Britain thrown back into the Stone Age

The United Kingdom telecom giant BT was forced to slash 15,000 jobs in the last year with a similar amount expected during the coming 12 months after it reported an annual loss of £134 million, along with a £1.6 billion write-down at its Global Services Unit. Previous cuts reduced the company's workforce to 147,000.

Press editor Robert Peston claims the main problem at the Unit, which counts the NHS - Britain's largest employer - and Microsoft amongst its customers, has been spiralling costs. The company has also been hit by firms seeking cheaper services during the recession. Andy Kerr, of the Communication Workers Union, said that he hoped the cuts would not involve involuntary redundancies, though this looks unlikely since it would mean the loss of a further 10% of BT's employees.

Meanwhile, Royal Mail (previously known as the General Post Office, then Royal Mail, then Consignia until they realised everyone thought it was a silly name, then Royal Mail again - at a cost of more than anyone would like to think about), the company responsible for Britain's postal service, has seen profits of £321 million in the year up to 31.03.09, almost double the previous year's figure. This is the first time Royal Mail has made a profit in two decades and comes after what chief executive Adam Crozier called a "huge effort" to modernise and improve its efficiency.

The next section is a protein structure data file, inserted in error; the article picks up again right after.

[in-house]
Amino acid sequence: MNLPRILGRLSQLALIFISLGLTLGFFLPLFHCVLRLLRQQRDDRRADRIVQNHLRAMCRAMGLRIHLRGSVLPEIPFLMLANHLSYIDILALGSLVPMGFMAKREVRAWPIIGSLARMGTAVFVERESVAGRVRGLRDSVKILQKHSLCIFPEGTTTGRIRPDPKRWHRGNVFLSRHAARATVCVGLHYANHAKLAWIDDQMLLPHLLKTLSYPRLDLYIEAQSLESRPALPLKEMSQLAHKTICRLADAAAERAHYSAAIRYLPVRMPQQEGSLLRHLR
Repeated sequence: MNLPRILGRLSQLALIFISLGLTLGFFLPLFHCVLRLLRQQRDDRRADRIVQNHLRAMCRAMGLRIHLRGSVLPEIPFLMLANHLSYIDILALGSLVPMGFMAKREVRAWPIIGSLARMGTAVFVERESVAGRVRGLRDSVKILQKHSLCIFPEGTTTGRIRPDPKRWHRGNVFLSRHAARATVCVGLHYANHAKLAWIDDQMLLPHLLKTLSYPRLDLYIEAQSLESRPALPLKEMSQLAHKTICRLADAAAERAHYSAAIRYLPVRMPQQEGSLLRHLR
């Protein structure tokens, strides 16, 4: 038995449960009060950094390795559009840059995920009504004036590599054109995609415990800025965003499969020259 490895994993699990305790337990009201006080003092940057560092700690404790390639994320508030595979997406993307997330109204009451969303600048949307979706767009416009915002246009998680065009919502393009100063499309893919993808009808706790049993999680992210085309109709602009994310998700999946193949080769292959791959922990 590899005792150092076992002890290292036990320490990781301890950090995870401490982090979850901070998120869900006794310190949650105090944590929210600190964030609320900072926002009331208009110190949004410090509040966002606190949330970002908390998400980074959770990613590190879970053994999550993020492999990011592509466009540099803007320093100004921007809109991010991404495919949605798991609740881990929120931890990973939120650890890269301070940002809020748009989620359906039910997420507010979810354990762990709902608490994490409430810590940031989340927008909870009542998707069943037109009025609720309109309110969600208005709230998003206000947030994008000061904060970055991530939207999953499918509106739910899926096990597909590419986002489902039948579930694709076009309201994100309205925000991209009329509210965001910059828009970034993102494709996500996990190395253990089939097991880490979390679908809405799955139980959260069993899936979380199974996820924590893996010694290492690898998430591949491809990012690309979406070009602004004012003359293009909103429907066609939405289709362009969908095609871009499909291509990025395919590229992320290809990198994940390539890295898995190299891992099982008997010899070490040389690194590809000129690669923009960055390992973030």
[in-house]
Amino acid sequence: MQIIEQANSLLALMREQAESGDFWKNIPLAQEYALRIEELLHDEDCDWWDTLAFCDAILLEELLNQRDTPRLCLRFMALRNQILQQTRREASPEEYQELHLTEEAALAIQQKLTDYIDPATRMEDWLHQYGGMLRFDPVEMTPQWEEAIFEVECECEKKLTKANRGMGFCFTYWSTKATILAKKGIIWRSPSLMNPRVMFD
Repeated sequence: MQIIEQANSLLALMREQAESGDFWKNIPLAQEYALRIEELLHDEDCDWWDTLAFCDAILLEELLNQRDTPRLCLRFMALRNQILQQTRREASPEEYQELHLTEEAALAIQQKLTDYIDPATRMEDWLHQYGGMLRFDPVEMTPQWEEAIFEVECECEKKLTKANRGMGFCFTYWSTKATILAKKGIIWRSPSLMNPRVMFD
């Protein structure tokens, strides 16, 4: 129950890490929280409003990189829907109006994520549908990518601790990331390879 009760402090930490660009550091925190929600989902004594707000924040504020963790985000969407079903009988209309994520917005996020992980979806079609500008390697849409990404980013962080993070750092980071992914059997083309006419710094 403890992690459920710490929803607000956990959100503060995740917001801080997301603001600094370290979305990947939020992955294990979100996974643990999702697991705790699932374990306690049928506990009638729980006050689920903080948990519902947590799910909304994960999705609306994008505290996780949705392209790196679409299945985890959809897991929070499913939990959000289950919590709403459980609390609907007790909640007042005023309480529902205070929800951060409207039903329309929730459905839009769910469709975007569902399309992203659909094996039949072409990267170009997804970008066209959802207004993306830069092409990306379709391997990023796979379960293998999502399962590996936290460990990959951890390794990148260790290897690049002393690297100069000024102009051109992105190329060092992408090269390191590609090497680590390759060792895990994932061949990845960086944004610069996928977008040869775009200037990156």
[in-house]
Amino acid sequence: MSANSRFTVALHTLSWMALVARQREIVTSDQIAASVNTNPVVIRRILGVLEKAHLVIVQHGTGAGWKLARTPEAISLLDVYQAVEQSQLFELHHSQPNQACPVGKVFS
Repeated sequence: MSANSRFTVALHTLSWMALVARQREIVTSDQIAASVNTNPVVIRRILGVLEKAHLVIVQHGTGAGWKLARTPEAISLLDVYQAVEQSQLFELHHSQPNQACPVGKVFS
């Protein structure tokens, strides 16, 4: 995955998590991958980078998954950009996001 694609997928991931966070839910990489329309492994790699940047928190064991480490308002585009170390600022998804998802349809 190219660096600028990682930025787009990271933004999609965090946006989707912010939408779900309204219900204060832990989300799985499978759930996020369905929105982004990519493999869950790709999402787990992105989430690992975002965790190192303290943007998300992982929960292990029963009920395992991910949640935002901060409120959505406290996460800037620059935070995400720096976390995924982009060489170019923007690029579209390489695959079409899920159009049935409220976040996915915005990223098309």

Hedge-fund manager Tarquin Boscastle has lived in a tree for six months. "House prices
have become ridiculous, and I suppose I just fancied a simpler lifestyle," he says.

Industry experts are putting the figures down to a general tendency towards Ludditism amongst the British population, with many people claiming to distrust technology such as computers which prevents them from using e-mail, making it necessary for them to communicate with others using antiquated letter-writing techniques. Sales of metal tools such as knives have also dropped dramatically in recent years, while educational organisations offering courses in flint knapping have reported a massive rise in interest. Estate agents have also reported that large numbers of people who have found the price of houses to be out of their range are electing to instead live in caves or up trees.

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